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Theodore Roosevelt (1858–1919). Through the Brazilian Wilderness. 1914.

Page 298

Gy-Paran&á or the Tapajos. It was possible that it went into the Canum&á, a big affluent of the Madeira low down, and next to the Tapajos. It was more probable that it was the headwaters of the Aripuanan, a river which, as I have said, was not even named on the excellent English map of Brazil I carried. Nothing but the mouth had been known to any geographer; but the lower course had long been known to rubber-gatherers, and recently a commission from the government of Amazonas had partway ascended one branch of it—not as far as the rubber-gatherers had gone, and, as it turned out, not the branch we came down.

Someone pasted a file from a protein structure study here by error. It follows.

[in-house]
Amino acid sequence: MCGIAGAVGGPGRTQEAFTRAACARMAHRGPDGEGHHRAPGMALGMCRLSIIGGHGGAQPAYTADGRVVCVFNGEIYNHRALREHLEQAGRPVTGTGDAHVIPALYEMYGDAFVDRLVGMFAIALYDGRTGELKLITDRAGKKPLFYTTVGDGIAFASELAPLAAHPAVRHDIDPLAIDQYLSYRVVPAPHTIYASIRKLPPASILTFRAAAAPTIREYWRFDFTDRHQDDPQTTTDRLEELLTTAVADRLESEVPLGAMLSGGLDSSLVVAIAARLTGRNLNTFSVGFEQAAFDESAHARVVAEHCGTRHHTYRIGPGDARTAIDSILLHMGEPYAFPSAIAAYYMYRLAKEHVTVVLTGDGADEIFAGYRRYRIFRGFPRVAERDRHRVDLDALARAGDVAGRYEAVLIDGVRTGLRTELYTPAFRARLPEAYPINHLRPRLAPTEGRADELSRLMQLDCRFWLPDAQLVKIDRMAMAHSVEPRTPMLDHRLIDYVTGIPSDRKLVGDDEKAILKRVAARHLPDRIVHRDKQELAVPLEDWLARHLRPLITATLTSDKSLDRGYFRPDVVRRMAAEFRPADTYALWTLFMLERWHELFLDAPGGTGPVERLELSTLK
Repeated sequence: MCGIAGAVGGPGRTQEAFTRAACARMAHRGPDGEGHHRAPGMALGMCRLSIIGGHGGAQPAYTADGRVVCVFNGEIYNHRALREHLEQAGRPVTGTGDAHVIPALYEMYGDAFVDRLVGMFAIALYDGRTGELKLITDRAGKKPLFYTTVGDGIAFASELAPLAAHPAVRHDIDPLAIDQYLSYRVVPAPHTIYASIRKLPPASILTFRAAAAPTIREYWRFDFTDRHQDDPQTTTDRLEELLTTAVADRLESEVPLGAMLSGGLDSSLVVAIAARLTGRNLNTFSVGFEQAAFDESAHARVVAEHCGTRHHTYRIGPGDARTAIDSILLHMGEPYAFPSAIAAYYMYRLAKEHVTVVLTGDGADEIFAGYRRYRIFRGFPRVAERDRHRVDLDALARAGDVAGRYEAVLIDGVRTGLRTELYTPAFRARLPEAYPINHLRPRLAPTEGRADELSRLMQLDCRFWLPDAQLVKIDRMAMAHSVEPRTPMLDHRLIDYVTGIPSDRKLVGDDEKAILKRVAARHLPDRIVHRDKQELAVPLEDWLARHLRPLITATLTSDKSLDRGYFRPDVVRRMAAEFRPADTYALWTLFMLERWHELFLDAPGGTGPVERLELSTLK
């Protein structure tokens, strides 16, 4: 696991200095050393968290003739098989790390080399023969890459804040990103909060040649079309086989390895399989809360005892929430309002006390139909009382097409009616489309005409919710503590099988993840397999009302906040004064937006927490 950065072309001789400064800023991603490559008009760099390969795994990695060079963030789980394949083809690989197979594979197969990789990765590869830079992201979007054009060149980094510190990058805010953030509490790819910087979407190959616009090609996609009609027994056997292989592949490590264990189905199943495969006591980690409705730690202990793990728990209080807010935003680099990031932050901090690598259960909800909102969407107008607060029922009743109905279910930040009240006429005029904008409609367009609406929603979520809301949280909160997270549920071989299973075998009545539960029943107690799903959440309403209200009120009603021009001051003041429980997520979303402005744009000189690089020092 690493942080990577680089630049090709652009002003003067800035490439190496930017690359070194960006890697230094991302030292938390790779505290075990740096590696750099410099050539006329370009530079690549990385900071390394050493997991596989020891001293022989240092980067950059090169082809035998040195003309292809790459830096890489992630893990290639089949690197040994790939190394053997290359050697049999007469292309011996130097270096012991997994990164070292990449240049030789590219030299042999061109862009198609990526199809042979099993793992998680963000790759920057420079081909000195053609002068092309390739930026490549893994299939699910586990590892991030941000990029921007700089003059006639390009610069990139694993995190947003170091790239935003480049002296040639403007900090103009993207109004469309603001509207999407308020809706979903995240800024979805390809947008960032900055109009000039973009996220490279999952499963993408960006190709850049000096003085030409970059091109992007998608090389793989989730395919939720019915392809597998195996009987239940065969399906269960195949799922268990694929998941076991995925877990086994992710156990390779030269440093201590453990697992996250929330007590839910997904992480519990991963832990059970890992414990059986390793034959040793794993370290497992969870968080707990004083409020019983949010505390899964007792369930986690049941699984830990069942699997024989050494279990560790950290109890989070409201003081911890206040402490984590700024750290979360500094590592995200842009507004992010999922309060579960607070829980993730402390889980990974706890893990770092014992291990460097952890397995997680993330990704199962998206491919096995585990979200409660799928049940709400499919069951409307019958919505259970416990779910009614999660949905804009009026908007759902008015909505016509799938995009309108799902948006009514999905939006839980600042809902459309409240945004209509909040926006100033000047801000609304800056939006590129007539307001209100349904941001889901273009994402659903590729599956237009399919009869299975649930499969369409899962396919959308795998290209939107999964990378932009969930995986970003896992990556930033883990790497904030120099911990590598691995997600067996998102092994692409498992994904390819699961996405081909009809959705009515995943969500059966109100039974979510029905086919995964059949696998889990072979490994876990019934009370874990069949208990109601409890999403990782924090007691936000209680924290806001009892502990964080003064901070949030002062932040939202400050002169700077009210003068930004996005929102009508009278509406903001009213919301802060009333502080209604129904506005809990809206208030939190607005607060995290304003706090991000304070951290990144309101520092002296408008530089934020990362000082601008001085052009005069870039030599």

Two of our men were down with fever. Another man, Julio, a fellow of powerful frame, was utterly worthless, being an inborn, lazy shirk with the heart of a ferocious cur in the body of a bullock. The others were good men, some of them very good indeed. They were under the immediate supervision of Pedrinho Craveiro, who was first-class in every way.
  This camp was very lovely. It was on the edge of a bay, into which the river broadened immediately below the rapids. There was a beach of white sand, where we bathed and washed our clothes. All around us, and across the bay, and on both sides of the long water-street made by the river, rose the splendid forest. There were flocks of parakeets colored green, blue, and red. Big toucans called overhead, lustrous green-black in color, with white throats, red gorgets, red-and-yellow tail coverts, and huge black-and-yellow bills. Here the soil was fertile; it will be a fine site for a coffee-plantation when this region is open to settlement. Surely such a rich and